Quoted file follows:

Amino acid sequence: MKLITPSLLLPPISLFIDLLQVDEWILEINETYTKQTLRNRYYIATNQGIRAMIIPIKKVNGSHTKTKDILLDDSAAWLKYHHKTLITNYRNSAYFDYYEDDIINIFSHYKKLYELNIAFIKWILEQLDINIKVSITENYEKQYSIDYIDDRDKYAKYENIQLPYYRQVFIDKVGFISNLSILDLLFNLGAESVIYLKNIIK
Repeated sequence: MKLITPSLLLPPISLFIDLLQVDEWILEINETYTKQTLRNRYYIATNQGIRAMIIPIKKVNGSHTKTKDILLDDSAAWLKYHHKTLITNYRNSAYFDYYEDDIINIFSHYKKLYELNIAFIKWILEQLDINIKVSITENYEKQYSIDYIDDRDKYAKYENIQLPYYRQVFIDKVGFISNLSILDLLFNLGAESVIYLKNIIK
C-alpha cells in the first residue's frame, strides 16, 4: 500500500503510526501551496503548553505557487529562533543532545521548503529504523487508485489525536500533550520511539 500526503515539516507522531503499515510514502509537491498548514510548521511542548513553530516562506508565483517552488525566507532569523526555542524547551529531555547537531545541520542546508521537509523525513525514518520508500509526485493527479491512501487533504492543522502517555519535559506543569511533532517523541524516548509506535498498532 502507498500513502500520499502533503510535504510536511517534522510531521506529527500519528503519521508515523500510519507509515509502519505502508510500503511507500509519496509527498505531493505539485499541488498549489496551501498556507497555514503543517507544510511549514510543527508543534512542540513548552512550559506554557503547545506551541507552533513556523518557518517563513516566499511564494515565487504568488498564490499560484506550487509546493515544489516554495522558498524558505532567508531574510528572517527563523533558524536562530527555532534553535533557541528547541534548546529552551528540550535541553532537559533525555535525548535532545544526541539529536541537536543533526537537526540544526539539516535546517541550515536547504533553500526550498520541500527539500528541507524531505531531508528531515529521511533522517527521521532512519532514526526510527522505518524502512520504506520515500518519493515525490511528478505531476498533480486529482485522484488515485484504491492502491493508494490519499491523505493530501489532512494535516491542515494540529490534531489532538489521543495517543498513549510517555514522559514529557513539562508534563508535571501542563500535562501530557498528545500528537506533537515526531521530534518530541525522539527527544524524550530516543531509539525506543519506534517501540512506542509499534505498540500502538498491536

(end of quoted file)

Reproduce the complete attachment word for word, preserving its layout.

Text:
Amino acid sequence: MKLITPSLLLPPISLFIDLLQVDEWILEINETYTKQTLRNRYYIATNQGIRAMIIPIKKVNGSHTKTKDILLDDSAAWLKYHHKTLITNYRNSAYFDYYEDDIINIFSHYKKLYELNIAFIKWILEQLDINIKVSITENYEKQYSIDYIDDRDKYAKYENIQLPYYRQVFIDKVGFISNLSILDLLFNLGAESVIYLKNIIK
Repeated sequence: MKLITPSLLLPPISLFIDLLQVDEWILEINETYTKQTLRNRYYIATNQGIRAMIIPIKKVNGSHTKTKDILLDDSAAWLKYHHKTLITNYRNSAYFDYYEDDIINIFSHYKKLYELNIAFIKWILEQLDINIKVSITENYEKQYSIDYIDDRDKYAKYENIQLPYYRQVFIDKVGFISNLSILDLLFNLGAESVIYLKNIIK
C-alpha cells in the first residue's frame, strides 16, 4: 500500500503510526501551496503548553505557487529562533543532545521548503529504523487508485489525536500533550520511539 500526503515539516507522531503499515510514502509537491498548514510548521511542548513553530516562506508565483517552488525566507532569523526555542524547551529531555547537531545541520542546508521537509523525513525514518520508500509526485493527479491512501487533504492543522502517555519535559506543569511533532517523541524516548509506535498498532 502507498500513502500520499502533503510535504510536511517534522510531521506529527500519528503519521508515523500510519507509515509502519505502508510500503511507500509519496509527498505531493505539485499541488498549489496551501498556507497555514503543517507544510511549514510543527508543534512542540513548552512550559506554557503547545506551541507552533513556523518557518517563513516566499511564494515565487504568488498564490499560484506550487509546493515544489516554495522558498524558505532567508531574510528572517527563523533558524536562530527555532534553535533557541528547541534548546529552551528540550535541553532537559533525555535525548535532545544526541539529536541537536543533526537537526540544526539539516535546517541550515536547504533553500526550498520541500527539500528541507524531505531531508528531515529521511533522517527521521532512519532514526526510527522505518524502512520504506520515500518519493515525490511528478505531476498533480486529482485522484488515485484504491492502491493508494490519499491523505493530501489532512494535516491542515494540529490534531489532538489521543495517543498513549510517555514522559514529557513539562508534563508535571501542563500535562501530557498528545500528537506533537515526531521530534518530541525522539527527544524524550530516543531509539525506543519506534517501540512506542509499534505498540500502538498491536